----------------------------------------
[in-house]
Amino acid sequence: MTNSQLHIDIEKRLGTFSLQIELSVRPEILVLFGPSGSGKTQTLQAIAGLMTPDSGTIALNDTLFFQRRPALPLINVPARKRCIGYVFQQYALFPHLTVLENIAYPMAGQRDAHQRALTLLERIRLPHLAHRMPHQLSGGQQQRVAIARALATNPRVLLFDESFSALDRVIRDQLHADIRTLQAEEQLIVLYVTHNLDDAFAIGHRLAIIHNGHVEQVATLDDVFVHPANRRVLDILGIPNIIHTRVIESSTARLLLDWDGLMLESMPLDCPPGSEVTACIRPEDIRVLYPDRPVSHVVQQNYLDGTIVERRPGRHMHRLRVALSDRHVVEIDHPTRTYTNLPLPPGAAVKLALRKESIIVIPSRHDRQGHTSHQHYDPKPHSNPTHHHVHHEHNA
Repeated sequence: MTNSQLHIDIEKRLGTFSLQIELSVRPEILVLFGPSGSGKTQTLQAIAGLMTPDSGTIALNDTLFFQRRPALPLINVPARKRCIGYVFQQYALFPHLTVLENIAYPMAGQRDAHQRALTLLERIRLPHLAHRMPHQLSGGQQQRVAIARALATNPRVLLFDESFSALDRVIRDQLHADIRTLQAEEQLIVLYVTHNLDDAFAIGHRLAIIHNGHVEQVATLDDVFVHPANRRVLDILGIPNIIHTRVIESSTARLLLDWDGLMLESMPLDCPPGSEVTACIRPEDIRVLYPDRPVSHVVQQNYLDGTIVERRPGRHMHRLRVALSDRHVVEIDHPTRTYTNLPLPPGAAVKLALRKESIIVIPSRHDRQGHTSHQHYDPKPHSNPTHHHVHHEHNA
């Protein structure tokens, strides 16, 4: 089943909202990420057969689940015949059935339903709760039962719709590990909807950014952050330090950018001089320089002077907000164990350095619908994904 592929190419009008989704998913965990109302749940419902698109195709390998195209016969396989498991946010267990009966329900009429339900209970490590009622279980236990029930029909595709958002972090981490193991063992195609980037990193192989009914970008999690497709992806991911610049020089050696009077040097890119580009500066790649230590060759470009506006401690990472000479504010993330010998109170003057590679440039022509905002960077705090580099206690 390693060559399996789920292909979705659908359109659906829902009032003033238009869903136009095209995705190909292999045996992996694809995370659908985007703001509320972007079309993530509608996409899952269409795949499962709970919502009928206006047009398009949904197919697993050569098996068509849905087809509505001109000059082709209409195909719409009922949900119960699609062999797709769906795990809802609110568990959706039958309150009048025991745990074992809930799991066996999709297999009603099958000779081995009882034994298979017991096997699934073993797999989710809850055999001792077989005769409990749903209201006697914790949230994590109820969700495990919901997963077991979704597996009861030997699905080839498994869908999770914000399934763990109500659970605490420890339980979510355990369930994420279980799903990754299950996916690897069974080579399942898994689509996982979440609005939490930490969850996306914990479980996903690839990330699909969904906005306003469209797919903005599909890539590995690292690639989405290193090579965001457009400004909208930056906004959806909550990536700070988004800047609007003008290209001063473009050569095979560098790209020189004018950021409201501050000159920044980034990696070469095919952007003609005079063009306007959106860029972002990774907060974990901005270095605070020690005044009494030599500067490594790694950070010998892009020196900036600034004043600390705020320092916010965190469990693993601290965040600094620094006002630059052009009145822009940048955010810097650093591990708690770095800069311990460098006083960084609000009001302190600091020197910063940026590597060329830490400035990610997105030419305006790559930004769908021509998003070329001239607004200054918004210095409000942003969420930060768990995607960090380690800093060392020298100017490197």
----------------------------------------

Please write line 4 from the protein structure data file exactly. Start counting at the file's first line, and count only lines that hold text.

């Protein structure tokens, strides 16, 4: 089943909202990420057969689940015949059935339903709760039962719709590990909807950014952050330090950018001089320089002077907000164990350095619908994904 592929190419009008989704998913965990109302749940419902698109195709390998195209016969396989498991946010267990009966329900009429339900209970490590009622279980236990029930029909595709958002972090981490193991063992195609980037990193192989009914970008999690497709992806991911610049020089050696009077040097890119580009500066790649230590060759470009506006401690990472000479504010993330010998109170003057590679440039022509905002960077705090580099206690 390693060559399996789920292909979705659908359109659906829902009032003033238009869903136009095209995705190909292999045996992996694809995370659908985007703001509320972007079309993530509608996409899952269409795949499962709970919502009928206006047009398009949904197919697993050569098996068509849905087809509505001109000059082709209409195909719409009922949900119960699609062999797709769906795990809802609110568990959706039958309150009048025991745990074992809930799991066996999709297999009603099958000779081995009882034994298979017991096997699934073993797999989710809850055999001792077989005769409990749903209201006697914790949230994590109820969700495990919901997963077991979704597996009861030997699905080839498994869908999770914000399934763990109500659970605490420890339980979510355990369930994420279980799903990754299950996916690897069974080579399942898994689509996982979440609005939490930490969850996306914990479980996903690839990330699909969904906005306003469209797919903005599909890539590995690292690639989405290193090579965001457009400004909208930056906004959806909550990536700070988004800047609007003008290209001063473009050569095979560098790209020189004018950021409201501050000159920044980034990696070469095919952007003609005079063009306007959106860029972002990774907060974990901005270095605070020690005044009494030599500067490594790694950070010998892009020196900036600034004043600390705020320092916010965190469990693993601290965040600094620094006002630059052009009145822009940048955010810097650093591990708690770095800069311990460098006083960084609000009001302190600091020197910063940026590597060329830490400035990610997105030419305006790559930004769908021509998003070329001239607004200054918004210095409000942003969420930060768990995607960090380690800093060392020298100017490197």